Wet turnout gear under certain conditions can result in injury due to steam burns. Wet cold-water rescue suits can be the source of blood-born infections. Wet boots can be the source of serious medical problems such as Pseudomonas Cellulitis.
Warm air holds more water vapor than cold, so the rate of drying is enhanced. Machines can operate in cooler conditions and still maintain performance. When a fabric feels dry to the touch water molecules are hygroscopically bonded to the microscopic fibers. Average room temperature air does not provide enough energy to effectively break this bond between water and fiber within a reasonable length of time.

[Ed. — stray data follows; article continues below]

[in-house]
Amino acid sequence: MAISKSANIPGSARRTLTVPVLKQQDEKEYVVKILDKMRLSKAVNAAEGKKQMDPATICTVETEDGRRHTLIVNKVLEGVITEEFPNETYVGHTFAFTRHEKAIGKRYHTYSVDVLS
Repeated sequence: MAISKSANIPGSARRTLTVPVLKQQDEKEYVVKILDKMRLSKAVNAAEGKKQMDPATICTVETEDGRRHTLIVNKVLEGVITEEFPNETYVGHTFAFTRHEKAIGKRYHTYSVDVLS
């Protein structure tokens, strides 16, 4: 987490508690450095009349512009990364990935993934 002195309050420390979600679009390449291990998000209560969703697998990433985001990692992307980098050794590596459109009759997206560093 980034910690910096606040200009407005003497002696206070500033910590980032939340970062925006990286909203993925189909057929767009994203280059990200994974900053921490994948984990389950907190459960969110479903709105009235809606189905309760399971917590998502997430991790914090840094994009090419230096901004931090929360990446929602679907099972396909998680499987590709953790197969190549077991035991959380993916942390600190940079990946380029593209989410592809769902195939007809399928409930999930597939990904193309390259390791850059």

Microbes thrive in warm, dark and damp conditions. PPE provides an ideal environment for the growth of fungi and other bacteria on the skin. Human odor is caused by naturally produced pheromones. The obnoxious odor associated with locker rooms is caused by an excess accumulation of microbes. Keeping PPE dry will limit this condition.
As the moisture content in a boot increases, the ability to transfer moisture from the foot to the outside layers of the sock decrease. Consequently at skin level the balance of humidity and heat is disrupted. Material in contact with the skin will cool and your feet will feel "clammy".
Some PPE elements are manufactured with fabrics that could be damaged by too much heat. Our machines will not create this condition. Also, when you put your foot into a hot boot, it will immediately begin to sweat(see “Why are my feet cold?” above). Hot air dryers usually require specialty 220V service wiring.